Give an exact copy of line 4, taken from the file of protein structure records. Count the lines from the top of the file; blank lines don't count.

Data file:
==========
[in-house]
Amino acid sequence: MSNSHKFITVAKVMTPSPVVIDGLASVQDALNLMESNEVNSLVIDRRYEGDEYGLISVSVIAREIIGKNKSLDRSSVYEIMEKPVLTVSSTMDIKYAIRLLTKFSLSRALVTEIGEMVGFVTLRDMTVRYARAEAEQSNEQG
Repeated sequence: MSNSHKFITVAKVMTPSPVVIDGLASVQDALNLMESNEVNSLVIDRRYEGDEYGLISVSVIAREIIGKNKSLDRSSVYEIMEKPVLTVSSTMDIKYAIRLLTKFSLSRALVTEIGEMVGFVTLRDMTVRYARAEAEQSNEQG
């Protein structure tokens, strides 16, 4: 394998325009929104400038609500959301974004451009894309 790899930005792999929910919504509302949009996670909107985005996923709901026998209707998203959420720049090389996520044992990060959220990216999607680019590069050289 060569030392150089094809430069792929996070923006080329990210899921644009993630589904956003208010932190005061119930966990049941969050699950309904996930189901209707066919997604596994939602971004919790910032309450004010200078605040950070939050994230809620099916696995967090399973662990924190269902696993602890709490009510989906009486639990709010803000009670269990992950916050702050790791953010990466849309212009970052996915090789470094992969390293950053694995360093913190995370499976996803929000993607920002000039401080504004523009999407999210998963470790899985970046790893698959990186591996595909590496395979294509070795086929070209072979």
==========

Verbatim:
């Protein structure tokens, strides 16, 4: 394998325009929104400038609500959301974004451009894309 790899930005792999929910919504509302949009996670909107985005996923709901026998209707998203959420720049090389996520044992990060959220990216999607680019590069050289 060569030392150089094809430069792929996070923006080329990210899921644009993630589904956003208010932190005061119930966990049941969050699950309904996930189901209707066919997604596994939602971004919790910032309450004010200078605040950070939050994230809620099916696995967090399973662990924190269902696993602890709490009510989906009486639990709010803000009670269990992950916050702050790791953010990466849309212009970052996915090789470094992969390293950053694995360093913190995370499976996803929000993607920002000039401080504004523009999407999210998963470790899985970046790893698959990186591996595909590496395979294509070795086929070209072979």